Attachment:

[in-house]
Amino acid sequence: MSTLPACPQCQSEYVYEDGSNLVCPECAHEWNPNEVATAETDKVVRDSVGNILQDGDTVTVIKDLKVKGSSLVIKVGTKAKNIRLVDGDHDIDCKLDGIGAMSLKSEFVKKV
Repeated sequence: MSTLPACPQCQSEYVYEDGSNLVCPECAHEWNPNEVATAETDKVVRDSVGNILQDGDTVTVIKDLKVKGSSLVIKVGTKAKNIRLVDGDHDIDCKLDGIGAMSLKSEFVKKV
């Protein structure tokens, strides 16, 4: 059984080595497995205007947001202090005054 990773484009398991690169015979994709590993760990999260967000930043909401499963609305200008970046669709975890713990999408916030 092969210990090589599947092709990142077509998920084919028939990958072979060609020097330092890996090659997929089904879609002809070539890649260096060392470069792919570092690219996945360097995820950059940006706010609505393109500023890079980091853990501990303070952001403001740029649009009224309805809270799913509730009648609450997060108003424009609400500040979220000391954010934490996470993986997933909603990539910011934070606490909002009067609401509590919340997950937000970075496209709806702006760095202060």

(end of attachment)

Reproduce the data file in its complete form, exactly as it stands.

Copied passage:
[in-house]
Amino acid sequence: MSTLPACPQCQSEYVYEDGSNLVCPECAHEWNPNEVATAETDKVVRDSVGNILQDGDTVTVIKDLKVKGSSLVIKVGTKAKNIRLVDGDHDIDCKLDGIGAMSLKSEFVKKV
Repeated sequence: MSTLPACPQCQSEYVYEDGSNLVCPECAHEWNPNEVATAETDKVVRDSVGNILQDGDTVTVIKDLKVKGSSLVIKVGTKAKNIRLVDGDHDIDCKLDGIGAMSLKSEFVKKV
């Protein structure tokens, strides 16, 4: 059984080595497995205007947001202090005054 990773484009398991690169015979994709590993760990999260967000930043909401499963609305200008970046669709975890713990999408916030 092969210990090589599947092709990142077509998920084919028939990958072979060609020097330092890996090659997929089904879609002809070539890649260096060392470069792919570092690219996945360097995820950059940006706010609505393109500023890079980091853990501990303070952001403001740029649009009224309805809270799913509730009648609450997060108003424009609400500040979220000391954010934490996470993986997933909603990539910011934070606490909002009067609401509590919340997950937000970075496209709806702006760095202060």